Originally published on The Erriah Group's blog in December of 2013. The Erriah Group was a consultancy startup that I worked for.

Communication is crucial to survive the rounds of holiday parties. Knowing when to bite your tongue is also key.

  1. Communicate about logistics. Make sure you know the time, place, and what to bring. You don’t want to step on someone’s cookie game when you were supposed to bring an app- unnecessary feuding that could have been avoided by a phone call.
  2. Avoid controversial topics. Politics and religion tend to be the biggest hot button issues, but you know your family best. If you feel yourself offending someone, apologize and move onto lighter conversation.
  3. Less is more. Not everything requires a response; try smiling and nodding politely. The old idiom “if you don’t have anything nice to say, say nothing at all” is a cliché for a reason.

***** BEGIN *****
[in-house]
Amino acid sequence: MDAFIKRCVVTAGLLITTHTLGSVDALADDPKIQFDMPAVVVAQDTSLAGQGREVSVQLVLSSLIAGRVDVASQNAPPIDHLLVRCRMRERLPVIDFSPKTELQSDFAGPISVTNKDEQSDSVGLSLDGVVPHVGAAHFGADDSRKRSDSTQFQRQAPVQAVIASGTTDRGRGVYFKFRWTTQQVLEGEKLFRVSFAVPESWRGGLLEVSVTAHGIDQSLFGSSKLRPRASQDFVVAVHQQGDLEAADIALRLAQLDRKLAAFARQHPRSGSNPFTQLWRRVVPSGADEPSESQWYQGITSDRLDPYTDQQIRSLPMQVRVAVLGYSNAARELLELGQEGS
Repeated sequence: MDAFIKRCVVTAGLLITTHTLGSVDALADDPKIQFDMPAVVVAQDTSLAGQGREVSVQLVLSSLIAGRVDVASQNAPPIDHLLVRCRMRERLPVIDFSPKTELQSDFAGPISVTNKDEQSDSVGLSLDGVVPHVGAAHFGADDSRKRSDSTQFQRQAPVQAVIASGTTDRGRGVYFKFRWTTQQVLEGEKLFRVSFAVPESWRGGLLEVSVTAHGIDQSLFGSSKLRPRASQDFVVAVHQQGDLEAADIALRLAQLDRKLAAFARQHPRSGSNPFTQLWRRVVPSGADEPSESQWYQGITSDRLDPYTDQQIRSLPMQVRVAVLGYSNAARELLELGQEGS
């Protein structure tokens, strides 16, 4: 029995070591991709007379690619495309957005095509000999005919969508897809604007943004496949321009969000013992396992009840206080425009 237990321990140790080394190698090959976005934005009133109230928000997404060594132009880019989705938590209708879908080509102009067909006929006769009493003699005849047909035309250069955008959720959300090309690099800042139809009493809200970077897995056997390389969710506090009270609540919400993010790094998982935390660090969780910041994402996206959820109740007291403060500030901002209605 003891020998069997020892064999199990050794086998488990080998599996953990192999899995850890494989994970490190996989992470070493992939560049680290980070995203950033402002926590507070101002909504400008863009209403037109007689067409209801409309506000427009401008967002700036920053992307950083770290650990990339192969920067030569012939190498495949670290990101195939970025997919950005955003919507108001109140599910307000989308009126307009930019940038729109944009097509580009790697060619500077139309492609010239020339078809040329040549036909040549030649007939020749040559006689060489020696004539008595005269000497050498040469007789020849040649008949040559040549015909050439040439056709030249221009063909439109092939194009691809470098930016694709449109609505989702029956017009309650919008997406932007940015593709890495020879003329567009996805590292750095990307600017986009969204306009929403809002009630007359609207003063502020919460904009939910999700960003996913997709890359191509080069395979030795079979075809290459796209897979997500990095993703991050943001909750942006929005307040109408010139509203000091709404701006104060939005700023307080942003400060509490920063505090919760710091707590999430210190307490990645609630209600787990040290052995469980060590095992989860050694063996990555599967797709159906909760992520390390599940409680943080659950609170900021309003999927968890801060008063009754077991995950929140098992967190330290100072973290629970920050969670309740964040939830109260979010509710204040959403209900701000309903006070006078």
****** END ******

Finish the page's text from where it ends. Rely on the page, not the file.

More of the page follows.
4. Have a few prepared topics. Have a few things to discuss at the ready that won’t stir controversy.
  5. Watch your buzz. By all means, have a drink but be careful that you don’t end up partaking in your own private drinking game (kid throws a tantrum: drink, Uncle Joe says something off-color: drink). Getting drunk could get ugly- those snarky responses to Uncle Joe you were holding back? Those are sure to come out. If you feel yourself getting too inebriated, grab something to eat, water, and coffee.
  6. Offer to help. Help clean, set the table, etc. Just do something!
  7. Say thank you. Communicate your gratitude to the host. If you’re the host, thank everyone for coming, especially if they brought something.

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